Neither Here Nor There, but Often Asked About

 [fusion_builder_container hundred_percent="yes" overflow="visible"][fusion_builder_row][fusion_builder_column type="1_1" background_position="left top" background_color="" border_size="" border_color="" border_style="solid" spacing="yes" background_image="" background_repeat="no-repeat" padding="" margin_top="0px" margin_bottom="0px" class="" id="" animation_type="" animation_speed="0.3" animation_direction="left" hide_on_mobile="no" center_content="no" min_height="none"]View down the hallOur office is a smidge on the eclectic side.  We have to make the most out of our space for storage reasons, I love the idea of upcycling, and it just fits my personality.  People seem to love the space.  I get random comments about various things, but I get a ton of questions about the plates on the wall.  One husband even exclaimed once, “That’s where she got that damn idea!”

For the record, I stole the idea from a boutique in the French Quarter in New Orleans.  I can’t remember the name of the place, but they had plates layered in big giant circles all throughout the store.  That’s a little too symmetrical for my style, but that’s where the idea was born.  Bonus points if you know the name of the store, it was near Café Du Monde.First, I collected a variety of plates.  I chose the blue and green palette to go with the office with bits of orange as an accent.  I like the idea of various sizes and shapes, mostly I just chose plates that I liked.  There wasn’t a real science to it at all.  No rhyme or reason, I simply had fun with it!Hanging them on the wall.[/fusion_builder_column][fusion_builder_column type="1_1" background_position="left top" background_color="" border_size="" border_color="" border_style="solid" spacing="yes" background_image="" background_repeat="no-repeat" padding="" margin_top="0px" margin_bottom="0px" class="" id="" animation_type="" animation_speed="0.3" animation_direction="left" hide_on_mobile="no" center_content="no" min_height="none"]This glue is awesome, but does take 24 hours to set. There are two options there.  I have done both and have a preference for one.  One option is to purchase the wire plate hangers from a store such as Michael’s or Hobby Lobby.  I quickly realized that with a number of plates, this quickly adds up.  In some cases, the hangers were more expensive than the price of plate!  I did it for the first plate setting I did, but I wanted a better option for the next ones.  I also did not like that you could see the wires on the hangers, and in some situations it made the plates sit in awkward ways.  I chose to make the artwork three dimensional, so if you don’t do it that way, you may not have an issue.After I collected some additional plates and made the decision to make a couple more placements, I wanted a better option and one that wasn’t going to break the bank.  I scoured Pinterest, and there are several options for sale, but I was looking at 40+ plates, so at a couple of bucks a pop, that would add up quickly.  There were people that made their own versions with felt, paperclips, and various other things.  This seemed like entirely too much work in the effort of saving a couple of dollars.[/fusion_builder_column][fusion_builder_column type="1_1" background_position="left top" background_color="" border_size="" border_color="" border_style="solid" spacing="yes" background_image="" background_repeat="no-repeat" padding="" margin_top="0px" margin_bottom="0px" class="" id="" animation_type="" animation_speed="0.3" animation_direction="left" hide_on_mobile="no" center_content="no" min_height="none"]Variety pack from Lowe's[/fusion_builder_column][fusion_builder_column type="1_1" background_position="left top" background_color="" border_size="" border_color="" border_style="solid" spacing="yes" background_image="" background_repeat="no-repeat" padding="" margin_top="0px" margin_bottom="0px" class="" id="" animation_type="" animation_speed="0.3" animation_direction="left" hide_on_mobile="no" center_content="no" min_height="none"]It came with 2 sizes of D-hooks. What I finally discovered was simply gluing d-hooks onto the back of the plates.  While there was a cost in purchasing the d-hooks, they are not as cheap as paperclips, it was minimal.  I found nifty little variety packs at Lowe’s that made purchasing them actually more economical.  From my research, I found that the E6000 glue was going to be the best option to use.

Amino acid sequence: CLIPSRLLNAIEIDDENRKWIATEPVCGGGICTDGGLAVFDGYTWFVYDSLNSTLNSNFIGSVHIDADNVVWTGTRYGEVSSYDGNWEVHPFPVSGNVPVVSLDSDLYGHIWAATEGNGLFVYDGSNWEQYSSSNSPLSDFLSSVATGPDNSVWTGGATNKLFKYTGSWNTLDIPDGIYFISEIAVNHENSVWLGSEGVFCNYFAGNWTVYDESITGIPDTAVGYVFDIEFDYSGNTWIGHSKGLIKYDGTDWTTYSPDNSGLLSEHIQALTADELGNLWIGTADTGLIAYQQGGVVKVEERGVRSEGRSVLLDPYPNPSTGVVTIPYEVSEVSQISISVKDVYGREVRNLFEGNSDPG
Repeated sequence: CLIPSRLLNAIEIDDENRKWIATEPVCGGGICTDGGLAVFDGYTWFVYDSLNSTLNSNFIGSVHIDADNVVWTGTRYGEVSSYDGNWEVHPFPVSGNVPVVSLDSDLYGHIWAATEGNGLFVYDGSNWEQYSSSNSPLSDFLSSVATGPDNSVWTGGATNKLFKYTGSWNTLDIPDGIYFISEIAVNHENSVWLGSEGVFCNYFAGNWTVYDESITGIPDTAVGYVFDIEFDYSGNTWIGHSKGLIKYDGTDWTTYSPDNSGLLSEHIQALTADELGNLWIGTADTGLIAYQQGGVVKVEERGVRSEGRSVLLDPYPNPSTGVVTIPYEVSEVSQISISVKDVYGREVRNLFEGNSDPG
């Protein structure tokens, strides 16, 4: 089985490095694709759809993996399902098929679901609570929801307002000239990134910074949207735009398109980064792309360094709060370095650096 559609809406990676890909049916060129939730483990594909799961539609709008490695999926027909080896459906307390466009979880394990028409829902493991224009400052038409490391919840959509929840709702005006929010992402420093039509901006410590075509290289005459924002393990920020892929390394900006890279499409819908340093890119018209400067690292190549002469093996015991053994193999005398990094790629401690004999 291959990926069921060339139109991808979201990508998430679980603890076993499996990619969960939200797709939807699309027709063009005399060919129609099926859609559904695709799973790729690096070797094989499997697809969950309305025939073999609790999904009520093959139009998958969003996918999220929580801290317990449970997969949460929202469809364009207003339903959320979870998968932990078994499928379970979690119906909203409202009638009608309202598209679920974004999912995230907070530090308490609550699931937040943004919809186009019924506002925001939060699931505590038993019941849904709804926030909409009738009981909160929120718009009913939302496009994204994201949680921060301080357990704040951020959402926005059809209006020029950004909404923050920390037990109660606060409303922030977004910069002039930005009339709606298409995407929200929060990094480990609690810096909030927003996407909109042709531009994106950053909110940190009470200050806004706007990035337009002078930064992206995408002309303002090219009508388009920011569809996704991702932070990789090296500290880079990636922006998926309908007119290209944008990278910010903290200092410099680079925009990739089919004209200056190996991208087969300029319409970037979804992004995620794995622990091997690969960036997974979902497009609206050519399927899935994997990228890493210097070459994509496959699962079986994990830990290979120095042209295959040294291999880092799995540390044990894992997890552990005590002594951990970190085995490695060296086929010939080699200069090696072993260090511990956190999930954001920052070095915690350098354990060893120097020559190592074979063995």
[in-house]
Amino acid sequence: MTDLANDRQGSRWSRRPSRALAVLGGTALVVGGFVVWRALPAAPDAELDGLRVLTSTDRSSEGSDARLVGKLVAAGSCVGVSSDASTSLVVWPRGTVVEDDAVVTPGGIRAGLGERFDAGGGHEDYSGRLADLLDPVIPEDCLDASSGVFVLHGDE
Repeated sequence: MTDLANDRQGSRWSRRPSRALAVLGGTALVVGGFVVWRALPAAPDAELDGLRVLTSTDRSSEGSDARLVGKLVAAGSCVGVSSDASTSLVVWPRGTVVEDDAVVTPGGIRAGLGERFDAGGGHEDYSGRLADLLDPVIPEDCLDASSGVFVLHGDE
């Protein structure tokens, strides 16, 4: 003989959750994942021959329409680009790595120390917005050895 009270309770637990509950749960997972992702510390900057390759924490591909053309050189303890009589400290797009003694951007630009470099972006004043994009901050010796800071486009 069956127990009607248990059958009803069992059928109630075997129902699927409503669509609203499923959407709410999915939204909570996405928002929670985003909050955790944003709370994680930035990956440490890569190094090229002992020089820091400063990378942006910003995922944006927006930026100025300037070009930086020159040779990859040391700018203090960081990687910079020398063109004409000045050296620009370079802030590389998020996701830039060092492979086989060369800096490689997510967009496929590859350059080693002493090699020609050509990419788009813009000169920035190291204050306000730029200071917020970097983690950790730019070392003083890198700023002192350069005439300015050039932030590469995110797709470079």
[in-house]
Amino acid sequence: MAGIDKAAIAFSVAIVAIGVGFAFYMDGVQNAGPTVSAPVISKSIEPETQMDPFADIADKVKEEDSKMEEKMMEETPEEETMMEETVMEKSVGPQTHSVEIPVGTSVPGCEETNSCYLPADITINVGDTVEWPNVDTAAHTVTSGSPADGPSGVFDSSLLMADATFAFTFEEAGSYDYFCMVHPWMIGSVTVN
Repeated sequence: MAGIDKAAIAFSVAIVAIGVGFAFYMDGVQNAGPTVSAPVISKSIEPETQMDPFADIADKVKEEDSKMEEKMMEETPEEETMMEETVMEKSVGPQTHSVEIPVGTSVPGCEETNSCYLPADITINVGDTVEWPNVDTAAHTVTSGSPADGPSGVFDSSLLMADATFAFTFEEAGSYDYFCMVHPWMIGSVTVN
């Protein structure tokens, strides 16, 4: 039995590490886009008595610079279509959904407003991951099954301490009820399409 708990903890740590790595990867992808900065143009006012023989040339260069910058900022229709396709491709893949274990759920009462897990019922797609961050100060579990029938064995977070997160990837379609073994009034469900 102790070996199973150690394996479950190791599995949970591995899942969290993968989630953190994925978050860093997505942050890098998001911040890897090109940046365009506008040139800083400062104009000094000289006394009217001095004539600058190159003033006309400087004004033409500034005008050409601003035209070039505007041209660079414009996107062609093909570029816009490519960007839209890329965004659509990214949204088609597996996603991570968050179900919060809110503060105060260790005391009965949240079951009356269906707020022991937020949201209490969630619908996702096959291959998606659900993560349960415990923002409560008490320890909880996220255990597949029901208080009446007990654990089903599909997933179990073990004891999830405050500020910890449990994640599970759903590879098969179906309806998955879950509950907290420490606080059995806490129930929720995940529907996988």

Placing the hook below the edge, will allow the plate to hang flat against the wall.
Placing the hook below the edge, will allow the plate to hang flat against the wall.

     [/fusion_builder_column][fusion_builder_column type="1_1" background_position="left top" background_color="" border_size="" border_color="" border_style="solid" spacing="yes" background_image="" background_repeat="no-repeat" padding="" margin_top="0px" margin_bottom="0px" class="" id="" animation_type="" animation_speed="0.3" animation_direction="left" hide_on_mobile="no" center_content="no" min_height="none"]Deciding on placement on the floor. I then played around with the plate placement on the ground.  I found for me that placing the center, then 2 corners helped me find a placement that I liked.  Of course, do what works for you!  I took a picture of my layout and then began hanging the plates on the wall.  I started with the ones that would be against the wall.  I then would place the filler plates around those.  This is where the picture really helped.   If a plate needed some help to “float” I would simply put a smaller nail behind it to help balance it off a plate that was behind it.#29 in the 31 in August Blogging Challenge

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